MOSCOW (AP) — A patient who had routine surgery at a hospital in St. Petersburg suddenly developed a fever after an operation. Doctors insisted on testing him for coronavirus and results showed that he had it. And so did the Russian doctors, nurses and other patients who had unwittingly come in contact with him. “It just snowballed from there,” said Dr. Dmitry Ptashnikov, head of the spinal surgery ward at the Vreden Institute for Traumatology and Orthopedics and one of the many medical workers who became infected. More than half of its staff and patients — dozens in all — eventually tested positive for COVID-19.
NEW YORK (AP) — Actress Olivia Cheng was recently volunteering in Vancouver when she says she witnessed a man drive up to an elderly Chinese woman, roll down his window and yell, “This is your fault!” before throwing trash at her. The incident enraged Cheng, and also served as another reason why she feels it’s so important for celebrities of Asian descent to use their voices and speak up against anti-Asian attacks, which authorities say are increasing during the coronavirus pandemic. “I don’t think we can pretend that this isn’t happening,” Cheng, who stars in “The Stand” on CBS All Access, said in a recent interview with The Associated Press.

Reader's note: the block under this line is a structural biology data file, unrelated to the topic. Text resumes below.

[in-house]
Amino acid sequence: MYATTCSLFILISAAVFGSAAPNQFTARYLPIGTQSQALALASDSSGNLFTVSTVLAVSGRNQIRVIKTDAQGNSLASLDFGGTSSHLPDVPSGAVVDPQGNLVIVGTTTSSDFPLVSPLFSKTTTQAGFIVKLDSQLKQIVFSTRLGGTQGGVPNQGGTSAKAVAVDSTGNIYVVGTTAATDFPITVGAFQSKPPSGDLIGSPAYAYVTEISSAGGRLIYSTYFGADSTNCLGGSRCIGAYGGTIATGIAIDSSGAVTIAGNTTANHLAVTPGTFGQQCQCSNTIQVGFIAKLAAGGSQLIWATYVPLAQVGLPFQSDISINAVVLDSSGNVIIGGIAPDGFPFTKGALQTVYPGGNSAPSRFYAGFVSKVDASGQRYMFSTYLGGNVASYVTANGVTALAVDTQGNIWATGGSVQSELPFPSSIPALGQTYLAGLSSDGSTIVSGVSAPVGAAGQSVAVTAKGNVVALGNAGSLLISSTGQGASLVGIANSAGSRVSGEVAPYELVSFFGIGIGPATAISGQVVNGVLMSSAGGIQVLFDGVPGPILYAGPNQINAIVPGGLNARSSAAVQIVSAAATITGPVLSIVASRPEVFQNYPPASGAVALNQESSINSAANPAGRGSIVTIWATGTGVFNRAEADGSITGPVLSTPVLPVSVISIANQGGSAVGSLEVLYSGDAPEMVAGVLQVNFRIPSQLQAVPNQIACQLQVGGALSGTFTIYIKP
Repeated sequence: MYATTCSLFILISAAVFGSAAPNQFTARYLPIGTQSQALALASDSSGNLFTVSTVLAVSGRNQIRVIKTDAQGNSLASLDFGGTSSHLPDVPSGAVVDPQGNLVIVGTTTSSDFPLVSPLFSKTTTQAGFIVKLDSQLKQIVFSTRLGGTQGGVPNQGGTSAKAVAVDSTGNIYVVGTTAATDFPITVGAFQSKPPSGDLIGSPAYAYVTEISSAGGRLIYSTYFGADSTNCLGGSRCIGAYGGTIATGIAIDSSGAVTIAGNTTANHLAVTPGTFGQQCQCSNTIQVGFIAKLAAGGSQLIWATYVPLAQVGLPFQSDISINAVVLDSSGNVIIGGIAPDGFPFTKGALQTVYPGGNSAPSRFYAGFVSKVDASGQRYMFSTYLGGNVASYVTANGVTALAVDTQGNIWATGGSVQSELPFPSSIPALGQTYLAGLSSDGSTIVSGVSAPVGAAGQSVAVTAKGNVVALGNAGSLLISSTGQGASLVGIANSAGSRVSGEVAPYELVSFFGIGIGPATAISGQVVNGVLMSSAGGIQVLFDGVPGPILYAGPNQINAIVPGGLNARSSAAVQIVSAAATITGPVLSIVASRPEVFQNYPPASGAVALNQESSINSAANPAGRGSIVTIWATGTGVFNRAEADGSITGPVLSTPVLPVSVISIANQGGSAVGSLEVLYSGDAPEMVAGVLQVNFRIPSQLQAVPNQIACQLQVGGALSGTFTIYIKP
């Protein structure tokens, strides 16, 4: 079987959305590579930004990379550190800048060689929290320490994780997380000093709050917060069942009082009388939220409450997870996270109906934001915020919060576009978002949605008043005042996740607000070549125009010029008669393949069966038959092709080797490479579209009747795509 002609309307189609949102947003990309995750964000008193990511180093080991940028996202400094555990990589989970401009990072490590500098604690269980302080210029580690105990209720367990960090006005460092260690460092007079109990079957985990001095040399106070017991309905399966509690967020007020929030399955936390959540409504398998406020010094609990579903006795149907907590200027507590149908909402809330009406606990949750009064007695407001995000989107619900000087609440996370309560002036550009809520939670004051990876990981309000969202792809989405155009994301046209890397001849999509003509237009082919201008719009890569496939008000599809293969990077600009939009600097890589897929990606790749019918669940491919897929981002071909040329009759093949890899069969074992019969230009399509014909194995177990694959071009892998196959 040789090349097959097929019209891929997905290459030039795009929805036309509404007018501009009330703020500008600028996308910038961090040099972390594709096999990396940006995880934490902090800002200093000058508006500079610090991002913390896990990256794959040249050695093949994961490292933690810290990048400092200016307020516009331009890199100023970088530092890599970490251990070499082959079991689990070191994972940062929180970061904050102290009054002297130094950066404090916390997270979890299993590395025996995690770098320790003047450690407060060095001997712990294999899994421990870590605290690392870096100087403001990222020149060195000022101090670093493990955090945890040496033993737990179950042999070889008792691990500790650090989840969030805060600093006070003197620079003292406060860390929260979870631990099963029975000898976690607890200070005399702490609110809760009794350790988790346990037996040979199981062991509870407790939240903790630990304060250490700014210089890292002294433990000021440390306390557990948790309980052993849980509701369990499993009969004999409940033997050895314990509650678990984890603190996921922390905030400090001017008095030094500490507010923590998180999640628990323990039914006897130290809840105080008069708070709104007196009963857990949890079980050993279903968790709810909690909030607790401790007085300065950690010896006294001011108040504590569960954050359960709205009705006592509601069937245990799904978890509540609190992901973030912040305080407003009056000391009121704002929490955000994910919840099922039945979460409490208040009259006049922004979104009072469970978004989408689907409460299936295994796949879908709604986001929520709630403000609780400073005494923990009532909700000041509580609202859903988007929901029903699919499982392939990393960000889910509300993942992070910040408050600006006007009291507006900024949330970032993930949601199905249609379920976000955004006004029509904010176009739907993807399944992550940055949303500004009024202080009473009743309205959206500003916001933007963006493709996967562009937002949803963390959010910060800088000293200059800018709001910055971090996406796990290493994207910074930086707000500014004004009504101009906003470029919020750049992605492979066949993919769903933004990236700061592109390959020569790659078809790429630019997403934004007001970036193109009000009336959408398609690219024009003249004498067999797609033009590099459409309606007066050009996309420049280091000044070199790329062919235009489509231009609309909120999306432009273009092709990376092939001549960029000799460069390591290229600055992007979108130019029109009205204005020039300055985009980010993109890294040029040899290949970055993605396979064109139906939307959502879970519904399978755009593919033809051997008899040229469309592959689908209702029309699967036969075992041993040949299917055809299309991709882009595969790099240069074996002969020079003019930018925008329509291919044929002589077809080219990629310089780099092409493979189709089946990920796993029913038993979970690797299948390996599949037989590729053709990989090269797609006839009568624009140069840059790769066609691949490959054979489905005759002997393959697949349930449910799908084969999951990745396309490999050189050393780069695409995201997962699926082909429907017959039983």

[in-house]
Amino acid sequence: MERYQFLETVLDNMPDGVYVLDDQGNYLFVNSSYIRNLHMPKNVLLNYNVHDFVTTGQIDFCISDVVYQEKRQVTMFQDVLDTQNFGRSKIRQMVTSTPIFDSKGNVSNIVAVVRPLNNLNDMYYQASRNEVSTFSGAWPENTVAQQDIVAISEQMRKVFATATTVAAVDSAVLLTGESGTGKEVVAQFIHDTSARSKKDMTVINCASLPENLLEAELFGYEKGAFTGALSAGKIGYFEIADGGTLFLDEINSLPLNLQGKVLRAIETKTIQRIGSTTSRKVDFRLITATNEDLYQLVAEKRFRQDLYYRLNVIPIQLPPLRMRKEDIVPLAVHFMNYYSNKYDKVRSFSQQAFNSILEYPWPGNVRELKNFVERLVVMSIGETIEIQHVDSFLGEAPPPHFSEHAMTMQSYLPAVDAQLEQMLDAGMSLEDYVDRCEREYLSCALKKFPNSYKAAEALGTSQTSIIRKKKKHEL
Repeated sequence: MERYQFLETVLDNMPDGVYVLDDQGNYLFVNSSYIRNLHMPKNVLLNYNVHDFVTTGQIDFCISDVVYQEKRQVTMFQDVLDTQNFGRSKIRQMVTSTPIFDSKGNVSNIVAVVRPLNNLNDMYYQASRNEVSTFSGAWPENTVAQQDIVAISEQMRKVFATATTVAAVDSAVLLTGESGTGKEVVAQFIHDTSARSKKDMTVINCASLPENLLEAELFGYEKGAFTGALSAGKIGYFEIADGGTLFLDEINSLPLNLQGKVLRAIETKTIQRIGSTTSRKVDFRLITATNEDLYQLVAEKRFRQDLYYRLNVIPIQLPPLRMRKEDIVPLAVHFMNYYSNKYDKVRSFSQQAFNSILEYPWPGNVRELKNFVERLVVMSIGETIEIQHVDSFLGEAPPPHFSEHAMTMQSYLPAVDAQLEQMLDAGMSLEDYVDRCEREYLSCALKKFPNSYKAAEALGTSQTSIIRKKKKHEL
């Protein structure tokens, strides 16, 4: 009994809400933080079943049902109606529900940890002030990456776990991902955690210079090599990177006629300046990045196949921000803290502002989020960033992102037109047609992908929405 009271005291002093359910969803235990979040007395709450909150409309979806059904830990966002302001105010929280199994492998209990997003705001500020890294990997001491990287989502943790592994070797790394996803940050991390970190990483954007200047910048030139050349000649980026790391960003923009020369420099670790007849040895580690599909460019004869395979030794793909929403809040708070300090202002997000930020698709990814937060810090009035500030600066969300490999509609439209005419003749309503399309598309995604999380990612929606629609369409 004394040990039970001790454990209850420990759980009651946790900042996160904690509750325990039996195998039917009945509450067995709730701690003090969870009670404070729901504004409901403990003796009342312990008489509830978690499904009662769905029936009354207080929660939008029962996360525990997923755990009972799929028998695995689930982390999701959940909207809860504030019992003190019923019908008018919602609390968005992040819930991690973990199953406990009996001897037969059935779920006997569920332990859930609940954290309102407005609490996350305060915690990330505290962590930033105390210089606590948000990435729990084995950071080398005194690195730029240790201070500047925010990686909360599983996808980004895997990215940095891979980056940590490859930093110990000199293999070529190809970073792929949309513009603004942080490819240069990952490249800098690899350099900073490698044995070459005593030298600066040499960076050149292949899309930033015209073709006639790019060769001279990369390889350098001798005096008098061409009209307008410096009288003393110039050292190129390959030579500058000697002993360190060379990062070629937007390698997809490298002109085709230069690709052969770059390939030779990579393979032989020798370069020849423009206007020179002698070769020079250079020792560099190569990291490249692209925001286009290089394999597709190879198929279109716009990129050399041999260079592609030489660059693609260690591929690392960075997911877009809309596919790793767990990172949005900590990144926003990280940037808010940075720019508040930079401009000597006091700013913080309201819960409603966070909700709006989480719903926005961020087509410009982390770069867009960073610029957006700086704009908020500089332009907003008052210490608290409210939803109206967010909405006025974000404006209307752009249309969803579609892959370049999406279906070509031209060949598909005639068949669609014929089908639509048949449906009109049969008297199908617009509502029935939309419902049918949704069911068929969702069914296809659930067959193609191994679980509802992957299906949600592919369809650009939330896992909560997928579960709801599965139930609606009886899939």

At Sydney’s famed Bondi Beach, hundreds of swimmers and surfers braved cool autumn weather to return to the water. Police had closed the beach five weeks ago because of thousands of people congregating there in defiance of social distancing regulations to stop the spread of the coronavirus. The beach was reopened for exercise only. Visitors were being counted to ensure social distancing and they couldn’t linger on the sand. A virus testing tent is nearby since the local municipality has a high rate of infections, particularly among backpackers who often live in crowded conditions. In Christchurch, New Zealand, surfers greeted a spectacular sunrise as they returned to the waves.